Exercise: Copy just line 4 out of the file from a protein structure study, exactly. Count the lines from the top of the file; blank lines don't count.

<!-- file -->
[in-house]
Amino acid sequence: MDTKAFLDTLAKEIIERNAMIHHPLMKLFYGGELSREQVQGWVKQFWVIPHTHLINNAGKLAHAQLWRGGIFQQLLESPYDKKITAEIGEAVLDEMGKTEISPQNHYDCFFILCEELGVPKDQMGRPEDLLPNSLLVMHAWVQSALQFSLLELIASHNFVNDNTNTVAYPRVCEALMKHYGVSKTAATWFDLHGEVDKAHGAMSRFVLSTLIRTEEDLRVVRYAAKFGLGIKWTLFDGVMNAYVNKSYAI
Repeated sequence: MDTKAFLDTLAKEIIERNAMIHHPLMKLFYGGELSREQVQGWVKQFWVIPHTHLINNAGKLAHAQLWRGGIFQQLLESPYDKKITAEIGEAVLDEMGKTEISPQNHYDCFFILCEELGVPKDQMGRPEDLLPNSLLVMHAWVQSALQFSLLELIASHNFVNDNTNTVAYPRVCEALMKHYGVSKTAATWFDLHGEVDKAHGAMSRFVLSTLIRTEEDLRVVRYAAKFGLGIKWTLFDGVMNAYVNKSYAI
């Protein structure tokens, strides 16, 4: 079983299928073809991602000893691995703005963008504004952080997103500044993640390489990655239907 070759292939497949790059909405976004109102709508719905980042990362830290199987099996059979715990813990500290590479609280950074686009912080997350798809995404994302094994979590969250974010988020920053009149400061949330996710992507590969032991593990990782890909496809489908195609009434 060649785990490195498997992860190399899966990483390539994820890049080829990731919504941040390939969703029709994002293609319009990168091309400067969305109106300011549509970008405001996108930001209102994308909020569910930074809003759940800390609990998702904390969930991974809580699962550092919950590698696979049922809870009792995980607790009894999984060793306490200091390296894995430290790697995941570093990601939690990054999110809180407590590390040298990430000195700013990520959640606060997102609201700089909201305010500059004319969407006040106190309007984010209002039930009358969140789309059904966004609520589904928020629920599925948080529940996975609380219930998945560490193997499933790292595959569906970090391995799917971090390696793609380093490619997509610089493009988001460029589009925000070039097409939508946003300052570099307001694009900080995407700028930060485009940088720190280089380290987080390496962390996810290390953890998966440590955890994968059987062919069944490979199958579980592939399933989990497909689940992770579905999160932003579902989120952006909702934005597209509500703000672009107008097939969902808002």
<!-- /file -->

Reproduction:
């Protein structure tokens, strides 16, 4: 079983299928073809991602000893691995703005963008504004952080997103500044993640390489990655239907 070759292939497949790059909405976004109102709508719905980042990362830290199987099996059979715990813990500290590479609280950074686009912080997350798809995404994302094994979590969250974010988020920053009149400061949330996710992507590969032991593990990782890909496809489908195609009434 060649785990490195498997992860190399899966990483390539994820890049080829990731919504941040390939969703029709994002293609319009990168091309400067969305109106300011549509970008405001996108930001209102994308909020569910930074809003759940800390609990998702904390969930991974809580699962550092919950590698696979049922809870009792995980607790009894999984060793306490200091390296894995430290790697995941570093990601939690990054999110809180407590590390040298990430000195700013990520959640606060997102609201700089909201305010500059004319969407006040106190309007984010209002039930009358969140789309059904966004609520589904928020629920599925948080529940996975609380219930998945560490193997499933790292595959569906970090391995799917971090390696793609380093490619997509610089493009988001460029589009925000070039097409939508946003300052570099307001694009900080995407700028930060485009940088720190280089380290987080390496962390996810290390953890998966440590955890994968059987062919069944490979199958579980592939399933989990497909689940992770579905999160932003579902989120952006909702934005597209509500703000672009107008097939969902808002």